Category Archives: travel

Modern Heian Kyo

The New York Times’ Travel Section this week has a multitude of articles about travel to Asia, and there are two articles about Kyoto alone.


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Cherry Blossom Season

Cherry Blossoms at the Heian Shrine, Kyoto.

In Japan, Murasaki Shikibu and Sei Shonagon are sometimes compared to different flowering trees that bud and bloom in the spring. Reserved and contemplative as she was, Murasaki is thought of as similar to  a cherry blossom, a traditional symbol of purity, while the gregarious, slightly more promiscuous Sei is likened to a vibrant red plum blossom.

A Sakura in Washington, D.C.

March is the month of the first Cherry Blossom or Sakura Festivals in Japan and in Washington, D.C. If you cannot get to Japan, the festival starts in our nation’s capital on March 27th this year. Even if you don’t particularly love cherry blossoms, there’s at least a parade with an enormous Hello Kitty balloon.


Filed under cherry blossoms, Murasaki Shikibu, Shonagon, travel

The 1300th Anniversary of Nara

Nara is home to the largest Buddha in Japan, built about half a century before the Heian period officially begins.

The Heian period officially starts in 794, the year that Imperial Capital of Japan moved from Nara to Heian Kyo, or modern day Kyoto.  This year is Nara’s 1300th anniversary, and there will be myriad festivals and celebrations in the city throughout the coming year.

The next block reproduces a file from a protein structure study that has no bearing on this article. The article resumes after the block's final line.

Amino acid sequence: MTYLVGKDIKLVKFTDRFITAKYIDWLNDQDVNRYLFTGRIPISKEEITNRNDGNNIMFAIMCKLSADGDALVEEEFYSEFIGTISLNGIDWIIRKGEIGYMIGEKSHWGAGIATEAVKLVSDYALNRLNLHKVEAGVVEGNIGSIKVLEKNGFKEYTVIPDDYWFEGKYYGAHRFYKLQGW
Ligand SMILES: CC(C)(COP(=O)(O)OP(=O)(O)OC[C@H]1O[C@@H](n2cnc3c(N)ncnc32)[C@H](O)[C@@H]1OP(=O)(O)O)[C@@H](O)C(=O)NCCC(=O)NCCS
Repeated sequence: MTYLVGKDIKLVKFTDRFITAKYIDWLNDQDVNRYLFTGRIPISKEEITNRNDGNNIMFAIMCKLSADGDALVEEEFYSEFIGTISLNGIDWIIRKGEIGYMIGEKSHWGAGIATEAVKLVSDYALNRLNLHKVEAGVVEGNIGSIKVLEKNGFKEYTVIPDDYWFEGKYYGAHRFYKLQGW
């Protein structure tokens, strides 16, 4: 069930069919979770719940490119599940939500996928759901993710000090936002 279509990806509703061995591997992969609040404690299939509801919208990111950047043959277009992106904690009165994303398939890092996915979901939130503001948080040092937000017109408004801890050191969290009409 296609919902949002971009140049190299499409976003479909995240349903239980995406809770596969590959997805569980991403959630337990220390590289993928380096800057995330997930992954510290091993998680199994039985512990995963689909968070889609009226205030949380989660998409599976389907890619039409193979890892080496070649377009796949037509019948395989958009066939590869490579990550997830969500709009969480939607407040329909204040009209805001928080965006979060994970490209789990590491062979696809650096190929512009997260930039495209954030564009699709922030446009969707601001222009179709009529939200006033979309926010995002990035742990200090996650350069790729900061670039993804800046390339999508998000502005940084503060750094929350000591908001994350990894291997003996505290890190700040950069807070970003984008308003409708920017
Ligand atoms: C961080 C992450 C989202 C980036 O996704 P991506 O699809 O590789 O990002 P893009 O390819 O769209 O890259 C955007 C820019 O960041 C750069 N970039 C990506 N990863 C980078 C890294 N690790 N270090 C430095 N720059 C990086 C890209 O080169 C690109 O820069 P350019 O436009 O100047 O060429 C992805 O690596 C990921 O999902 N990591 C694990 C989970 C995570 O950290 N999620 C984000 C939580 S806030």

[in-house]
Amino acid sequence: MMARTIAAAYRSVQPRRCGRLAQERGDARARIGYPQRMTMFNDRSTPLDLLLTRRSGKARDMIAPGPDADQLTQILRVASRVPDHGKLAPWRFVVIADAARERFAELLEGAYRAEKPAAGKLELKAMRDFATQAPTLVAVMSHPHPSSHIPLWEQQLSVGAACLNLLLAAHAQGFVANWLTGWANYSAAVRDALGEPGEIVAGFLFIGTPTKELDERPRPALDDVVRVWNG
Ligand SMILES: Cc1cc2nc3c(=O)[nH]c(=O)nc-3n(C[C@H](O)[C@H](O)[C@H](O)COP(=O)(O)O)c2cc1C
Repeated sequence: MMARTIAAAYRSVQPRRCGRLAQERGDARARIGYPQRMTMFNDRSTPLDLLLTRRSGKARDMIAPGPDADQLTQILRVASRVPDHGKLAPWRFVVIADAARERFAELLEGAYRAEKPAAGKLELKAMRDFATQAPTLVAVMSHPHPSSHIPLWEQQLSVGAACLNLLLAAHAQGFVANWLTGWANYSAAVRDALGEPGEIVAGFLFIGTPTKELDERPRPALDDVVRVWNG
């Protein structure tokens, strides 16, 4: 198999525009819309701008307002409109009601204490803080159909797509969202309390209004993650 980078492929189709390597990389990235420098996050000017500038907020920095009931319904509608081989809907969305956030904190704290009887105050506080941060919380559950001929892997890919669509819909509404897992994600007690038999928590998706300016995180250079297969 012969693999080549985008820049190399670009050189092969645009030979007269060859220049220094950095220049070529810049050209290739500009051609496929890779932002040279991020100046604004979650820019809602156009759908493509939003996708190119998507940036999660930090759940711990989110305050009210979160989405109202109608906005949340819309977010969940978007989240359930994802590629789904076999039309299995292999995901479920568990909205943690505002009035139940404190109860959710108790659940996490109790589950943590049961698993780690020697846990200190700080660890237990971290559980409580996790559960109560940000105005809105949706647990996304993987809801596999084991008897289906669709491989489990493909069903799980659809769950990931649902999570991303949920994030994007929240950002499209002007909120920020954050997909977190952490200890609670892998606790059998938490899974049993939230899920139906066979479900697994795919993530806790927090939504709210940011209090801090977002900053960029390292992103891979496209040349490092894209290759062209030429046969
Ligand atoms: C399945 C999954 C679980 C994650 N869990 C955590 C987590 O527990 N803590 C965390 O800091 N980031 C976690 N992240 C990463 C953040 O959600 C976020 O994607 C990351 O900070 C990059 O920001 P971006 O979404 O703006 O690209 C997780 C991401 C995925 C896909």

Todaiji, the Temple housing the giant Buddhas.

Nara is a very charming small city, totally underrated in comparison to Kyoto. While it is understandable that many visitors to Kansai would bypass it in favor of the much-larger Kyoto, it’s a shame, because Nara never became a huge city and retains the feeling of a small ancient imperial capital.

Also, there are tame deer you can hand-feed buckwheat cookies.


Filed under buddhism, festivals, travel, Uncategorized

How to Avoid Carriage Rage

Just before Christmas, millions of people travel to visit far off relatives, and many of them will do so by car, leading to traffic and road rage. Sei’s list of “Hateful Things” provides insight into the annoyances one encountered in the Japan of 1,000 AD, and it seems that merely the rage-inducing technology has changed.

Sei complains about low quality, ill-kept carriages making irritating sounds: